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Volume 12, Number 12—December 2006

Research

Isolation of Lagos Bat Virus from Water Mongoose

Wanda Markotter*, Ivan Kuzmin†, Charles E. Rupprecht†, Jenny Randles‡, Claude T. Sabeta§, Alexander I. Wandeler¶, and Louis H. Nel*Comments to Author 
Author affiliations: *University of Pretoria, Pretoria, South Africa; †Centers for Disease Control and Prevention, Atlanta, Georgia, USA; ‡Allerton Veterinary Laboratory, Pietermaritzburg, South Africa; §Onderstepoort Veterinary Research Institute, Pretoria, South Africa; ¶Canadian Food Inspection Agency, Nepean, Ontario, Canada

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Figure 3

Neighbor-joining phylogenetic tree comparing 893 bp of the cytochrome b region of Herpestidae family sequences available in GenBank. Sequence obtained from the Lagos bat virus–infected mongoose (Mongoose2004) is 98% identical to the known cytochrome b sequences of Atilax paludinosus (water mongoose). GenBank accession numbers are indicated on the phylogenetic tree, and bootstrap values were determined with 1,000 replicates.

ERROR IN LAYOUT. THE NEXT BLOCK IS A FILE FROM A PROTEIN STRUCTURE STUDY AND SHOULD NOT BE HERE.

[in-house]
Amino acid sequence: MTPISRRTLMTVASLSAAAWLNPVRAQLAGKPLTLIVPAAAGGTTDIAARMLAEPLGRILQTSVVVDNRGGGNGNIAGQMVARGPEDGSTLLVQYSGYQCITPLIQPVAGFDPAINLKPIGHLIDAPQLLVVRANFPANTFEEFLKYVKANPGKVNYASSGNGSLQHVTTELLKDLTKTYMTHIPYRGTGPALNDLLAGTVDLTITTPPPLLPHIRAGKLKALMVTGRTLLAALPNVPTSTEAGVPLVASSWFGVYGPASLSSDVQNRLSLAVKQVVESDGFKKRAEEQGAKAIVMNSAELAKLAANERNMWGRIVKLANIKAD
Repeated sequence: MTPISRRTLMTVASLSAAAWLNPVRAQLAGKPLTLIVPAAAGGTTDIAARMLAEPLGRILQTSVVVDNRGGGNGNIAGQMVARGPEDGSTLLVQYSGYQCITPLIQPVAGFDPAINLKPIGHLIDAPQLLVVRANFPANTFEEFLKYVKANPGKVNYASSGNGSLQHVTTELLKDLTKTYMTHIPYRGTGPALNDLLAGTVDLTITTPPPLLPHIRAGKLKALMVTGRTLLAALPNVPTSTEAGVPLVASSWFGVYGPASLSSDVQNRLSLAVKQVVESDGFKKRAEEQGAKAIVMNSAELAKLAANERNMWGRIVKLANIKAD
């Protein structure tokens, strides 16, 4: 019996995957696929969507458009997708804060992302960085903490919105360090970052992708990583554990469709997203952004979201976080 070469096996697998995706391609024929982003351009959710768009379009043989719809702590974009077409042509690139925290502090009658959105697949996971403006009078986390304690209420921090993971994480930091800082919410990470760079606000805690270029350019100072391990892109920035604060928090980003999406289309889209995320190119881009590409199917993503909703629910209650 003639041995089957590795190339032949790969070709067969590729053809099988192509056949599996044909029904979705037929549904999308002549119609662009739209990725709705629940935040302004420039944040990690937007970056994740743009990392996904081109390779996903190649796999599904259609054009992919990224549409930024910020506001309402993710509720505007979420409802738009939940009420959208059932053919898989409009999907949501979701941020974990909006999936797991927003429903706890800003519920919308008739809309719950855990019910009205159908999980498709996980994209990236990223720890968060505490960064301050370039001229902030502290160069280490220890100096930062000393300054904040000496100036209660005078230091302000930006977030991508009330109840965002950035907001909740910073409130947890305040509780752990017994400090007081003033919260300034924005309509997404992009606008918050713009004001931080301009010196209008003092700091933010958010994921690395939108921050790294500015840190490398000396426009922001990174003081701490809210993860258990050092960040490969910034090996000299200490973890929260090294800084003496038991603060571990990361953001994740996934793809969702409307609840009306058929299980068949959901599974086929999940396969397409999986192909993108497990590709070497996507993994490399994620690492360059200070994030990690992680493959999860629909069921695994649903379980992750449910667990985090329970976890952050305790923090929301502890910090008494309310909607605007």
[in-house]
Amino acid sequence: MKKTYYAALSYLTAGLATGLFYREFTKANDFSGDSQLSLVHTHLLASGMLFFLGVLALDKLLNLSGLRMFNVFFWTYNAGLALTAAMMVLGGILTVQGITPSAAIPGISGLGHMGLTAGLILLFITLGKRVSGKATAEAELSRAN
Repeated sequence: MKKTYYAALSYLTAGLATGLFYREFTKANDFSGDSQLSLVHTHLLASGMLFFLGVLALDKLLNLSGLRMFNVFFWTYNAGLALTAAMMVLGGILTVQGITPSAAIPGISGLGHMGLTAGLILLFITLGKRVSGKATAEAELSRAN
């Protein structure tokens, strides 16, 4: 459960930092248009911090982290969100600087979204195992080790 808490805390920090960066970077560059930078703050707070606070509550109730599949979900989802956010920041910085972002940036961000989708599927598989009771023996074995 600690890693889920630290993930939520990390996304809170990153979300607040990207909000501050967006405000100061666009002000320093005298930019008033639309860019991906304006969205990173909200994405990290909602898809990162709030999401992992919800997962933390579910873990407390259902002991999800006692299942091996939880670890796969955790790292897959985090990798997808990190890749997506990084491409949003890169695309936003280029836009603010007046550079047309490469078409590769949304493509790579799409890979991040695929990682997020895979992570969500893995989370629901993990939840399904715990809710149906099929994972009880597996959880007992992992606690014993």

Figure 3. Neighbor-joining phylogenetic tree comparing 893 bp of the cytochrome b region of Herpestidae family sequences available in GenBank. Sequence obtained from the Lagos bat virus–infected mongoose (Mongoose2004) is 98% identical to the known cytochrome b sequences of Atilax paludinosus (water mongoose). GenBank accession numbers are indicated on the phylogenetic tree, and bootstrap values were determined with 1,000 replicates.

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